Professor in Behaviour Disorders. University of Salamanca (Spain). Department of Personality, Assessment and Psychological Treatments. PhD in Psychology. Specialist in Clinical Psychology. Research fellow at the University Institute for Community Integration (INICO). University of Salamanca. Areas of expertise: ASD research on early detection; Social and communicative development in ASD; Early diagnostic and early intervention; Problem behavior and behavior modification in persons with intellectual disabilities; Disabilities Services and support. He is the Head of the Clinical Services for people with Autistic Spectrum Disorders at the University of Salamanca (InFoAutismo), and has significantly contributed during the last decade to the development of the ASD screening program in Castilla y León (Spain), where he serves as general coordinator. His professional tasks include his participation in diverse research and innovation projects in Spain and the European Union. He was MC member of the project Enhancing the Scientific Study of Early Autism (ESSEA)- COST Action (http://www.cost-essea.com/wg3.html) and Chair of WG3 (Testing how well screening instruments work in prospectively identifying cases) within this project. He is currently participating as a member in the ASD-EU project, where he is coordinator of the working group No. 2 on Early detection, diagnosis and evidence-based intervention.
ASD Screening in Primary Care: 10 years of the M-CHAT Program in Spain
Great efforts have made put into developing methods and tools for early identification of children at risk of Autism Spectrum Disorder (ASD). However, despite recommendations from various institutions and organizations in the world to implement population screening programs, there is little scientific analysis to evaluate it from the perspective of the public health system (PHS). There is a need to validate the usage of standardized instruments as a cost-efficient strategy in the PHS.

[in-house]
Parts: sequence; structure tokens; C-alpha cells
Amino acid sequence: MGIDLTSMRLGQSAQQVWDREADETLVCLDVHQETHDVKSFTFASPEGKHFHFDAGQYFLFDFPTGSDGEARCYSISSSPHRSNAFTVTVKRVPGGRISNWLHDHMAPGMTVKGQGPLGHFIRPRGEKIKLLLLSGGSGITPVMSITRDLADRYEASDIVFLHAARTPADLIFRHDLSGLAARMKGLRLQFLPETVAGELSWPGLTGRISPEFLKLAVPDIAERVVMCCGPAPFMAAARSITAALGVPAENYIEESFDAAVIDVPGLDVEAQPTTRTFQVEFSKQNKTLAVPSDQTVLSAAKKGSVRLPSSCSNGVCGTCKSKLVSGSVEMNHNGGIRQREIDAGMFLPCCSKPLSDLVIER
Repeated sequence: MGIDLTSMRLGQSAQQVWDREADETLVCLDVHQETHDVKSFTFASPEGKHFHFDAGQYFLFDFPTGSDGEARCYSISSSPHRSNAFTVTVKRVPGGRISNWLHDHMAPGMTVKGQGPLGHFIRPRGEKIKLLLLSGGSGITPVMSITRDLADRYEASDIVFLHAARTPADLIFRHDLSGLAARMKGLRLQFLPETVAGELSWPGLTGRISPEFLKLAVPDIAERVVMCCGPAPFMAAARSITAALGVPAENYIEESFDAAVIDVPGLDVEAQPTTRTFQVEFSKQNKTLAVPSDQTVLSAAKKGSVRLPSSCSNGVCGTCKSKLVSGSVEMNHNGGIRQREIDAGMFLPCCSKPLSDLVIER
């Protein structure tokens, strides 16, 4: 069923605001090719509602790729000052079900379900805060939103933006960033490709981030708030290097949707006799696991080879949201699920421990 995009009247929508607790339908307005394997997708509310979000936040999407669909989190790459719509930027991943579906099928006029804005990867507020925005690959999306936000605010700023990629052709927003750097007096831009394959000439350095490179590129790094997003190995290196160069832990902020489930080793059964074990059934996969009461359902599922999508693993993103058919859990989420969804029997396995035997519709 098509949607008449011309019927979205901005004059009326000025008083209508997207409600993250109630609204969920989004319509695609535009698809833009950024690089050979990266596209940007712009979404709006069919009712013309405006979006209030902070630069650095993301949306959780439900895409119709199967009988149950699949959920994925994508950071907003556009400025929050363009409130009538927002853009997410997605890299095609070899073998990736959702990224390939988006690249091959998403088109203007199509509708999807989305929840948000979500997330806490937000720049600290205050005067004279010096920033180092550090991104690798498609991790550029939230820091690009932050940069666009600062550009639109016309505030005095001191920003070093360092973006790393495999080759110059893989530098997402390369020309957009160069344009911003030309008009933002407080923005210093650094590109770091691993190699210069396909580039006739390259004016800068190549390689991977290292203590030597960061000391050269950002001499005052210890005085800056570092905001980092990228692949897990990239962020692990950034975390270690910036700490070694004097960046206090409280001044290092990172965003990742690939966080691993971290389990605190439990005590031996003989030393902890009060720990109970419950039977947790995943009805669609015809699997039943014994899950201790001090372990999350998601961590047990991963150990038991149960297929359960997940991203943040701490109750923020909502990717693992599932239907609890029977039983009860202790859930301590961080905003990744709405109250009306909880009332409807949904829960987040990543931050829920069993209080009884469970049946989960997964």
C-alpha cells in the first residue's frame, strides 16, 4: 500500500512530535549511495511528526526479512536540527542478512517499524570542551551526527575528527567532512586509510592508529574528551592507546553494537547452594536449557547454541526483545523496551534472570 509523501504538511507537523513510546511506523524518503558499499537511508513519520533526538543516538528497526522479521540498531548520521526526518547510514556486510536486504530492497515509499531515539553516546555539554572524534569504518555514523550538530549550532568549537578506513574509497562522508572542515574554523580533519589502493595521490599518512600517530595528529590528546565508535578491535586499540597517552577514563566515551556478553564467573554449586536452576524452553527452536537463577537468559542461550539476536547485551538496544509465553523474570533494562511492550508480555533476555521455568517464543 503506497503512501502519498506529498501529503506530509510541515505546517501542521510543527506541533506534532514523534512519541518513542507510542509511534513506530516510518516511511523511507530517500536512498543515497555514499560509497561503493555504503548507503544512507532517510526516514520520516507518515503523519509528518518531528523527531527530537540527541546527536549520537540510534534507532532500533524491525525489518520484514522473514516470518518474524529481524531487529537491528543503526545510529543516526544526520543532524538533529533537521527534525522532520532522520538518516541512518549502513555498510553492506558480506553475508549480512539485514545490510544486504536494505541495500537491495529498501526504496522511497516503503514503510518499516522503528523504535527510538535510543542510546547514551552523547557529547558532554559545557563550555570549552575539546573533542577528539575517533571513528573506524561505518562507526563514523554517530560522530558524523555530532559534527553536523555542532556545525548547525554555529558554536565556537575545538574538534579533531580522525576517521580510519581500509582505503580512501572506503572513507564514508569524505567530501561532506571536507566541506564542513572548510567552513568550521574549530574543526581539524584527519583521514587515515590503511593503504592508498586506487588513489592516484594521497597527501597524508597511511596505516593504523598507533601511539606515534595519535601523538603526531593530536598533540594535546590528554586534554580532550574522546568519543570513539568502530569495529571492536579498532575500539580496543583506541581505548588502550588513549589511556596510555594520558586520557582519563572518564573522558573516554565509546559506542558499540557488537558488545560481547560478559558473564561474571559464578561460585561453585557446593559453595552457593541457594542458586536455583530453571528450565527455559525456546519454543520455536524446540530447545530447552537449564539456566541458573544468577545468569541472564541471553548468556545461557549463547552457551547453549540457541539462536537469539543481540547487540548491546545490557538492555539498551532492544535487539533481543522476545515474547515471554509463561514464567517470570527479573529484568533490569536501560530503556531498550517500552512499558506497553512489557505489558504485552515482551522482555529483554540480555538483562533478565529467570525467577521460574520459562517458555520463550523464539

The main goal of this communication is to evaluate the “M-CHAT and M-CHAT-R ASD Early Screening Program” in community settings, after 10 years ongoing in two regions of the North of Spain (Salamanca and Zamora), in terms of feasibility, reliability and costs with the purpose of extending the program at regional and national levels.
During the period from October 2005 to October 2015, 54 pediatric teams (including nurses and pediatricians) in the areas of health of Salamanca and Zamora have asked parents who attended with their child within the Well Baby Check-up Program to complete the questionnaire M-CHAT (and updated M-CHAT / R since April 2014 version) at 18 months and 24 months. The program includes a telephone verification in cases with positive result in the questionnaire. The differential diagnosis was made following a standardized protocol, using the tests: Vineland I and II, Merrill-P-R and ADOS-G and 2. Of great importance to detect false negatives, it was to have established a coordination with early intervention teams and diagnostic units at the hospitals as part of the specialized health care at each area.
Throughout the period a total of 20.069 questionnaires were administered (M-CHAT and M-CHAT-R), of which 1.651 (8.2%) were positive, being 175 (0.9%) confirmed after phone verification. After the evaluation process, 71 children were diagnosed with ASD, and other 95 were diagnosed with other neurodevelopmental disorders according to DSM-IV or DSM-5 (depending on the year of assessment). The 74% of the professionals who participated, said the program is entirely feasible and 22% considered it moderately feasible (n = 54). Finally, the identification device of false negatives, identified 12 children with ASD from total of participants. The psychometric properties of the program are indicating that there is a sensitivity of 0,83, a specificity of 0,99 and a positive predictive value (PPV) of 0,38 for cases of ASD; being 0,94 the VPP when all neurodevelopmental disorders are considered.
This study supports the feasibility of implementing a long-term program of screening for children at risk for ASD within the public health system. This study has been able to show for the first time in Spain, the feasibility of a long lasting ASD screening program within the PHS. The current findings suggest that training on social and communicative development and dissemination of ASD early signs among pediatric teams, besides the use of a standardized tool, is essential for progress in the early detection of these disorders. The feasibility of this program should be considered